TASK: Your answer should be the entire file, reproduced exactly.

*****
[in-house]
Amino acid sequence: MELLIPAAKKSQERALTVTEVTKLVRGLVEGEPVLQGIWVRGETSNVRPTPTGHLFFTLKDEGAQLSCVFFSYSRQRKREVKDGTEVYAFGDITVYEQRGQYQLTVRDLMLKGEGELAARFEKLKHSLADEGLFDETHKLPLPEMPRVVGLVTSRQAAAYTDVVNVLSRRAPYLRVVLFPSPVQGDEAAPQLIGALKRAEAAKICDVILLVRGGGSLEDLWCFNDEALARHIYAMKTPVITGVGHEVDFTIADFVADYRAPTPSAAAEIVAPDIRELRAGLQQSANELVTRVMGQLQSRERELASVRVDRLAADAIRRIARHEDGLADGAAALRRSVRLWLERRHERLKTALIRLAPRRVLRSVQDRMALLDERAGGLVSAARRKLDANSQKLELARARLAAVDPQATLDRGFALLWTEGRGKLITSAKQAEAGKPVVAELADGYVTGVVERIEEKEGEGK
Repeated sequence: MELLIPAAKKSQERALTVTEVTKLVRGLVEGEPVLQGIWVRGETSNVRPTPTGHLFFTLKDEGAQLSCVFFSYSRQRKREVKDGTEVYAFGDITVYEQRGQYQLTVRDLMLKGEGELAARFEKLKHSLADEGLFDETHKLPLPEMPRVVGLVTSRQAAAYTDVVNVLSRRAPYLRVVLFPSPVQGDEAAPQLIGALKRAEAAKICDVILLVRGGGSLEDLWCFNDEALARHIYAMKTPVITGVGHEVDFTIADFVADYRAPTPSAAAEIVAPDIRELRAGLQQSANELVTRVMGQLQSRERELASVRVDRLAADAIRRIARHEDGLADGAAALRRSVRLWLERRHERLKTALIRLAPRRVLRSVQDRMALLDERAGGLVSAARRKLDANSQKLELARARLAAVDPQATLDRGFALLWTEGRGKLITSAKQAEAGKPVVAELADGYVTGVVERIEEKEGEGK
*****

[in-house]
Amino acid sequence: MELLIPAAKKSQERALTVTEVTKLVRGLVEGEPVLQGIWVRGETSNVRPTPTGHLFFTLKDEGAQLSCVFFSYSRQRKREVKDGTEVYAFGDITVYEQRGQYQLTVRDLMLKGEGELAARFEKLKHSLADEGLFDETHKLPLPEMPRVVGLVTSRQAAAYTDVVNVLSRRAPYLRVVLFPSPVQGDEAAPQLIGALKRAEAAKICDVILLVRGGGSLEDLWCFNDEALARHIYAMKTPVITGVGHEVDFTIADFVADYRAPTPSAAAEIVAPDIRELRAGLQQSANELVTRVMGQLQSRERELASVRVDRLAADAIRRIARHEDGLADGAAALRRSVRLWLERRHERLKTALIRLAPRRVLRSVQDRMALLDERAGGLVSAARRKLDANSQKLELARARLAAVDPQATLDRGFALLWTEGRGKLITSAKQAEAGKPVVAELADGYVTGVVERIEEKEGEGK
Repeated sequence: MELLIPAAKKSQERALTVTEVTKLVRGLVEGEPVLQGIWVRGETSNVRPTPTGHLFFTLKDEGAQLSCVFFSYSRQRKREVKDGTEVYAFGDITVYEQRGQYQLTVRDLMLKGEGELAARFEKLKHSLADEGLFDETHKLPLPEMPRVVGLVTSRQAAAYTDVVNVLSRRAPYLRVVLFPSPVQGDEAAPQLIGALKRAEAAKICDVILLVRGGGSLEDLWCFNDEALARHIYAMKTPVITGVGHEVDFTIADFVADYRAPTPSAAAEIVAPDIRELRAGLQQSANELVTRVMGQLQSRERELASVRVDRLAADAIRRIARHEDGLADGAAALRRSVRLWLERRHERLKTALIRLAPRRVLRSVQDRMALLDERAGGLVSAARRKLDANSQKLELARARLAAVDPQATLDRGFALLWTEGRGKLITSAKQAEAGKPVVAELADGYVTGVVERIEEKEGEGK